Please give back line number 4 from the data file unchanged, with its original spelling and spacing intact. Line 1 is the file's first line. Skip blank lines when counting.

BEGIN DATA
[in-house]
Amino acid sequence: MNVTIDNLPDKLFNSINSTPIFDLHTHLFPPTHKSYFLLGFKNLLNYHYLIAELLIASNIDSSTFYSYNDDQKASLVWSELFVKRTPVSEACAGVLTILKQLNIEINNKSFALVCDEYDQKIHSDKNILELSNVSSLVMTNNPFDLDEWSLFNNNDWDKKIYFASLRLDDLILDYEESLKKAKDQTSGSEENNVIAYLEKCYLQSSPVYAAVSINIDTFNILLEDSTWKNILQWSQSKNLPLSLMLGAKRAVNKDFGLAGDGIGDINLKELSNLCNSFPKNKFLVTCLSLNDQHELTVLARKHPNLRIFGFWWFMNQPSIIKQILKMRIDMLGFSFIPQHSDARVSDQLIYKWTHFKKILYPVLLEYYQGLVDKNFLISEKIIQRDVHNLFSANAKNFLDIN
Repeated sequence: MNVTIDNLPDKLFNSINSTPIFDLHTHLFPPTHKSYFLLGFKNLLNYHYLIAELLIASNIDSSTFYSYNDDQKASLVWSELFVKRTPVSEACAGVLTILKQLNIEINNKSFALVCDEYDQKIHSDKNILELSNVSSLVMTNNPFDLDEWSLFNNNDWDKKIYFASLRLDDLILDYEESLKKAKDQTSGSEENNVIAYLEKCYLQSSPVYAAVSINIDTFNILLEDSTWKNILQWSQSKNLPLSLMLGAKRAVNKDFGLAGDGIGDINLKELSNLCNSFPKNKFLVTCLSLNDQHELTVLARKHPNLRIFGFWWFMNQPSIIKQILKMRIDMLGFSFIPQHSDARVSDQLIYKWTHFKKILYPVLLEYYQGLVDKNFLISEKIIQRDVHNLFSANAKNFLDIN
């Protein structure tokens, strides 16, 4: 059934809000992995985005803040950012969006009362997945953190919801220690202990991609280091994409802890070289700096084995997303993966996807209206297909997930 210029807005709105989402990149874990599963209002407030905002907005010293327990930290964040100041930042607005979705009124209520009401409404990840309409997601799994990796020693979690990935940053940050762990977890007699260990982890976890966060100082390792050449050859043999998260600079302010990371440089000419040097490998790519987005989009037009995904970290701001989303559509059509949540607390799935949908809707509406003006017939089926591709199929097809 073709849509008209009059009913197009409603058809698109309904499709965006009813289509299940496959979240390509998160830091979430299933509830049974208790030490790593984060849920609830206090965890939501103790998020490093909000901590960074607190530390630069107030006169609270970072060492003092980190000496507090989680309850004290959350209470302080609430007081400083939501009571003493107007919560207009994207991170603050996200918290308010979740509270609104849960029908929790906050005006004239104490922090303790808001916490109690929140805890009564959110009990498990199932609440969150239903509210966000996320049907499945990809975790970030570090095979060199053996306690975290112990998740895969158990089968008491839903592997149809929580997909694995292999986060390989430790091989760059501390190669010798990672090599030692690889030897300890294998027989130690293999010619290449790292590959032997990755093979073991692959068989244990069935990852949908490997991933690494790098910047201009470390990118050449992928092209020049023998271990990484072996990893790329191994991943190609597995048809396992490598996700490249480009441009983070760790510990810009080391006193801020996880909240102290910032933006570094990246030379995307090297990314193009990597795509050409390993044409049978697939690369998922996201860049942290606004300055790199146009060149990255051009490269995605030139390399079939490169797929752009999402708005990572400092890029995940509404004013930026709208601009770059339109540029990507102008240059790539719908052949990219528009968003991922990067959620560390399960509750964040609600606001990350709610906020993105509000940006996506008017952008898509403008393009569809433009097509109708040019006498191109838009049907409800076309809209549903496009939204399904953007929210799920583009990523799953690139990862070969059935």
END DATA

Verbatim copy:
């Protein structure tokens, strides 16, 4: 059934809000992995985005803040950012969006009362997945953190919801220690202990991609280091994409802890070289700096084995997303993966996807209206297909997930 210029807005709105989402990149874990599963209002407030905002907005010293327990930290964040100041930042607005979705009124209520009401409404990840309409997601799994990796020693979690990935940053940050762990977890007699260990982890976890966060100082390792050449050859043999998260600079302010990371440089000419040097490998790519987005989009037009995904970290701001989303559509059509949540607390799935949908809707509406003006017939089926591709199929097809 073709849509008209009059009913197009409603058809698109309904499709965006009813289509299940496959979240390509998160830091979430299933509830049974208790030490790593984060849920609830206090965890939501103790998020490093909000901590960074607190530390630069107030006169609270970072060492003092980190000496507090989680309850004290959350209470302080609430007081400083939501009571003493107007919560207009994207991170603050996200918290308010979740509270609104849960029908929790906050005006004239104490922090303790808001916490109690929140805890009564959110009990498990199932609440969150239903509210966000996320049907499945990809975790970030570090095979060199053996306690975290112990998740895969158990089968008491839903592997149809929580997909694995292999986060390989430790091989760059501390190669010798990672090599030692690889030897300890294998027989130690293999010619290449790292590959032997990755093979073991692959068989244990069935990852949908490997991933690494790098910047201009470390990118050449992928092209020049023998271990990484072996990893790329191994991943190609597995048809396992490598996700490249480009441009983070760790510990810009080391006193801020996880909240102290910032933006570094990246030379995307090297990314193009990597795509050409390993044409049978697939690369998922996201860049942290606004300055790199146009060149990255051009490269995605030139390399079939490169797929752009999402708005990572400092890029995940509404004013930026709208601009770059339109540029990507102008240059790539719908052949990219528009968003991922990067959620560390399960509750964040609600606001990350709610906020993105509000940006996506008017952008898509403008393009569809433009097509109708040019006498191109838009049907409800076309809209549903496009939204399904953007929210799920583009990523799953690139990862070969059935």